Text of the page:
So, we moved recently.
It always sucks to move but this was particularly terrible, because it happened during that massive PNW heatwave from four weeks ago. Here’s a short version of the story.
At the beginning of June, we chose Monday, 6/28 as our move date so we could be into our new place (and out of our old) by July 1. Our old landlord was nice enough to hire a moving company to help us out.
The Thursday before, we started hearing about the heatwave that was coming. We were supposed to be getting temps in the upper 90s on Sunday, then hit a high of 108F on Monday. I contacted the landlord to suggest we reschedule to a day where the movers were less likely to fall over dead as they carried our sofa up the back stairs, but he said they still wanted to do it on that day.
Boss wouldn’t give up an earning day, I guess.
By Saturday, I got an email saying the movers would start an hour early and knock off before temperatures got too hot, like noon or one. I don’t remember how things work in other cities, but in Seattle, the hottest times of the day come in late afternoon, around 5ish. That still seemed ridiculous, but whatever.
That weekend was a nightmare of packing up the last of our things in 98F temperatures, guzzling water, sweltering. We’d do one thing, sit down, then get up and do one more thing, then sit down again. Also, the heat was getting on top of me, making me woozy and a little nauseated.
Then moving day came, and mere moments before the movers were supposed to arrive, they cancelled.
I immediately got online to find us an air-conditioned hotel room for the night, but everything was all booked up. We sat in our apartment and sweltered.
One piece of advice they give you during a heatwave is that you’re supposed to leave your windows open all night, letting the cool air in. Once the run rises, you close everything up and pull the blinds to trap the cool air in place and keep the heat out.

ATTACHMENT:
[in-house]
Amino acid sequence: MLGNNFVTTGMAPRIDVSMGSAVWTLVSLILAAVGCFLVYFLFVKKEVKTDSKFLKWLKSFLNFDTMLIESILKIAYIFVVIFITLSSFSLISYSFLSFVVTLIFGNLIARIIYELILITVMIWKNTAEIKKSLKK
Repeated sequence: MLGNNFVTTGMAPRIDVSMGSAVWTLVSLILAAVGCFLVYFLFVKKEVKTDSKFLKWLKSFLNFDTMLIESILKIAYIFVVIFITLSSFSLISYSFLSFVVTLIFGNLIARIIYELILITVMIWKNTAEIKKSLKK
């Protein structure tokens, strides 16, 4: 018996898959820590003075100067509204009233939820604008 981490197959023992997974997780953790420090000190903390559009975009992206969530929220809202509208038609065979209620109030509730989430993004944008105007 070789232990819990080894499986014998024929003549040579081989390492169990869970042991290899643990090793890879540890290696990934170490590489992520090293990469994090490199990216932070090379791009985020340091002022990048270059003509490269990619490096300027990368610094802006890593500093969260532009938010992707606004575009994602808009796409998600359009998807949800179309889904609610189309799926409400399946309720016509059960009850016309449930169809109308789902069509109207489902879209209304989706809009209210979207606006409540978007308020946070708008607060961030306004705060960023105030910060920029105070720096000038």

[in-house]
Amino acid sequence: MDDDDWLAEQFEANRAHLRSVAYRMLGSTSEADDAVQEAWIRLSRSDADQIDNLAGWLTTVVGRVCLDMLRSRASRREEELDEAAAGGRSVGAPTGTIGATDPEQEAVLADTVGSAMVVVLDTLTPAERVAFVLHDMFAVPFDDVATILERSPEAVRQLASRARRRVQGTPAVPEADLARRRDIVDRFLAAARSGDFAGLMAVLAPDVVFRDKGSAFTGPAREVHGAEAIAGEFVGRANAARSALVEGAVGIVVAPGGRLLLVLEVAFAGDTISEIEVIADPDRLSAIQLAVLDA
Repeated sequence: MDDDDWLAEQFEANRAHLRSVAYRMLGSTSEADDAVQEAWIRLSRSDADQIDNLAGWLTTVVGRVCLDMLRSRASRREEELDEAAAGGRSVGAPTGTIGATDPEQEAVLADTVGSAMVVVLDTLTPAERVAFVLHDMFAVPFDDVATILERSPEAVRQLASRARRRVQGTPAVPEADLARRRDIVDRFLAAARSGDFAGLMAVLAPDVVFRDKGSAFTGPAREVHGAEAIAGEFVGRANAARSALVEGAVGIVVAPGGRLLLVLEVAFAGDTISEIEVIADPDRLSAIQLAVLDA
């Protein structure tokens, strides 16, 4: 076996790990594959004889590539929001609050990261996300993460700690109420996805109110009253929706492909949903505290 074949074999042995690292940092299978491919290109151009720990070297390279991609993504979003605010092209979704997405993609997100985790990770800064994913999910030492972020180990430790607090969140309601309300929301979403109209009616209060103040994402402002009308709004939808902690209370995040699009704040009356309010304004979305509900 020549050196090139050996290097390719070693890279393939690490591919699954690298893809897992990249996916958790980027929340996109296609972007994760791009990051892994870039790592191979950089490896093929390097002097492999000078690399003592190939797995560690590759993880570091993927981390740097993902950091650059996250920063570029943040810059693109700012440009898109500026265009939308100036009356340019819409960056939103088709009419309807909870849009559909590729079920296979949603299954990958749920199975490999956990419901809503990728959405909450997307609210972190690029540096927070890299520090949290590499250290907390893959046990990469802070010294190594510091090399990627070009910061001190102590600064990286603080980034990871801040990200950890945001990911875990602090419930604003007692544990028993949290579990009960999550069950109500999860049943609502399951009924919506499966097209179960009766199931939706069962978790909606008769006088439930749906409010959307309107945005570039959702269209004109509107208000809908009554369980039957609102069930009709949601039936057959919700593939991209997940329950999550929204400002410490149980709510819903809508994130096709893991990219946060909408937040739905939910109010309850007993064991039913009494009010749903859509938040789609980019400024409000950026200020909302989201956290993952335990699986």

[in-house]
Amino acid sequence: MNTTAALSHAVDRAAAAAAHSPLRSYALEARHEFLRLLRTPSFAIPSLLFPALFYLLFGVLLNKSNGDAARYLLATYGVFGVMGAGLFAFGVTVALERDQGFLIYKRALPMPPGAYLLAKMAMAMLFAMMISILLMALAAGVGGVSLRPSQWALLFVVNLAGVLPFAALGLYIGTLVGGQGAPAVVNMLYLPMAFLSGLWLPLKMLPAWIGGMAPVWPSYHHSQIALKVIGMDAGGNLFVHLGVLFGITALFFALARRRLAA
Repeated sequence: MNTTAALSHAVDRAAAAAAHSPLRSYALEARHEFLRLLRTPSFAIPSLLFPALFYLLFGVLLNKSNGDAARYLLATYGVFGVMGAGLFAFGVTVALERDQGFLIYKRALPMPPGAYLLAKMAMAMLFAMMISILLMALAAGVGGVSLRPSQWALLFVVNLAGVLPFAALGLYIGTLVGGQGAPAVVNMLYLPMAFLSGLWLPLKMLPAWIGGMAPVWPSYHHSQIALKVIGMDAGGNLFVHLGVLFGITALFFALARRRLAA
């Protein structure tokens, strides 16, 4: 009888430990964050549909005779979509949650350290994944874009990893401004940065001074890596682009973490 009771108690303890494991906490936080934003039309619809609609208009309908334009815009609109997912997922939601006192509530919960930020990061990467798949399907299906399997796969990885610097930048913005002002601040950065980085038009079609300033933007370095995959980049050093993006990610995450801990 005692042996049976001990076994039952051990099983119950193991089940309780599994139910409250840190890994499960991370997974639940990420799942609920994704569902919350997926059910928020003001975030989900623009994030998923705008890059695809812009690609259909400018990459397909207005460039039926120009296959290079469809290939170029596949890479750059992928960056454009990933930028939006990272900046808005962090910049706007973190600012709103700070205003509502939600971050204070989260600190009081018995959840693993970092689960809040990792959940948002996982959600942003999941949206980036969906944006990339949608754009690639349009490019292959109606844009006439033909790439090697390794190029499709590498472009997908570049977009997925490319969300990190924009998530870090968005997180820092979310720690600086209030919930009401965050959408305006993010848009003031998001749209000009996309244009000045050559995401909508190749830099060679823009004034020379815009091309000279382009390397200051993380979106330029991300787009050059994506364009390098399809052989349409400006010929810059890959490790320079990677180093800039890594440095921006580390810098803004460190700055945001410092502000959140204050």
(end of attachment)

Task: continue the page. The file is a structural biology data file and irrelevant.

Except our Seattle apartment had little cross ventilation. The windows were tiny and the air flow was minimal. What cooling we did get–which was not a lot because night time temps didn’t drop that much, another deadly aspect of dangerous heatwaves–was quickly overwhelmed by body heat and carbon dioxide.
Having prepped a bunch of ice cubes, we put steel bowls full of them in front of our box fan. We sat and we did nothing. We hid in the dark.
I didn’t do that well. I felt sick most of the day. My hands swelled up a bit, and my feet swelled up a lot. Like, a scary amount. I had a hard time keeping awake (not that I really wanted to) and I found myself in a kind of thoughtless daze through much of the day.
The best remedies I had for the temperature was to wear a soaking wet T-shirt (and not in a sexy way) and to put my head under the shower with the water set at its coldest.
The latter was a revelation. It was the best possible kind of pain, making my skin tingle down my back, and I could actually feel the cold water drawing heat from the inside of my skull, along with lethargy, confusion, and exhaustion. It was a really strange sensation.
The movers didn’t finish completely until Saturday. They managed the boxes on Tuesday, but were short-handed and couldn’t bring over the furniture. The landlord, knowing this wasn’t going well, helped us by driving over the mattresses in his jeep (we don’t have a car). At least we had something to sleep on.
That’s the short version. Things sucked for about a week and a half, and over on my 20 Palaces Kickstarter, I had mentioned that I thought our move would interrupt my writing for a few days before and after the move, but that turned out to be a terrible guess. Laughably terrible. The disruption was much longer and more profound. Luckily, I’m back to my old, pre-pandemic pace. More on that in an upcoming post.
As for the new place, it’s newer and brighter than the old, with larger windows that allow for actual air circulation. It’s also slightly smaller than our old apartment, especially the fridge, which drives my wife to distraction.
Also, although we’re farther from the train yard than the old apartment, that place had a smaller front slope with lots of greenery, so we had foliage and buildings across the street to block the noise. The new apartment sits on a bare hill and has a nice terrestrial view, and it’s the loudest place I’ve ever lived.
Anyway, I’m still settling in. My wife is trying to, but she hates to settle for anything. As for my son, well, this is officially the second place he’s ever lived in his life, and he’s about the right age for this move, so he’s doing pretty well. Except for the ants. Did I mention that the new place has ants? Bugs give him the willies, so we’re dousing the outside wall with vinegar and…
Well, this blog post could go on and on, but I’m going to stop typing about it so I can write today’s pages. As I mentioned above, I’ll post about my improved productivity and the pandemic soonish.
Thanks for reading.